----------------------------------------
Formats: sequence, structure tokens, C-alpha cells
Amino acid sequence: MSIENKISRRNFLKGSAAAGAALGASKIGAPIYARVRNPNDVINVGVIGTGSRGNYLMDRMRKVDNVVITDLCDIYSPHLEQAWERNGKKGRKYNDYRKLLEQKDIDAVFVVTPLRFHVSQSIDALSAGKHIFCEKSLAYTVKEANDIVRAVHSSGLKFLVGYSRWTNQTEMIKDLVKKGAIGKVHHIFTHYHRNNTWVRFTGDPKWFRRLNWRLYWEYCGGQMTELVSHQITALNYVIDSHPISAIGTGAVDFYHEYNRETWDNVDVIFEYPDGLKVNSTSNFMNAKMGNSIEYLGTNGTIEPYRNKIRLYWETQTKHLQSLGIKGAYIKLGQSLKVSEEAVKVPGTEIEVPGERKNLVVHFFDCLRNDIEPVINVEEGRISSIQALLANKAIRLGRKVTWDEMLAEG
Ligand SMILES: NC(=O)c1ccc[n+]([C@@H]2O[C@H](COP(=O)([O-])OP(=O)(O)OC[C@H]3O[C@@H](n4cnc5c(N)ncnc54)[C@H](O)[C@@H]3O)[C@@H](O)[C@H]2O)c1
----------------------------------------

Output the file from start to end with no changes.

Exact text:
Formats: sequence, structure tokens, C-alpha cells
Amino acid sequence: MSIENKISRRNFLKGSAAAGAALGASKIGAPIYARVRNPNDVINVGVIGTGSRGNYLMDRMRKVDNVVITDLCDIYSPHLEQAWERNGKKGRKYNDYRKLLEQKDIDAVFVVTPLRFHVSQSIDALSAGKHIFCEKSLAYTVKEANDIVRAVHSSGLKFLVGYSRWTNQTEMIKDLVKKGAIGKVHHIFTHYHRNNTWVRFTGDPKWFRRLNWRLYWEYCGGQMTELVSHQITALNYVIDSHPISAIGTGAVDFYHEYNRETWDNVDVIFEYPDGLKVNSTSNFMNAKMGNSIEYLGTNGTIEPYRNKIRLYWETQTKHLQSLGIKGAYIKLGQSLKVSEEAVKVPGTEIEVPGERKNLVVHFFDCLRNDIEPVINVEEGRISSIQALLANKAIRLGRKVTWDEMLAEG
Ligand SMILES: NC(=O)c1ccc[n+]([C@@H]2O[C@H](COP(=O)([O-])OP(=O)(O)OC[C@H]3O[C@@H](n4cnc5c(N)ncnc54)[C@H](O)[C@@H]3O)[C@@H](O)[C@H]2O)c1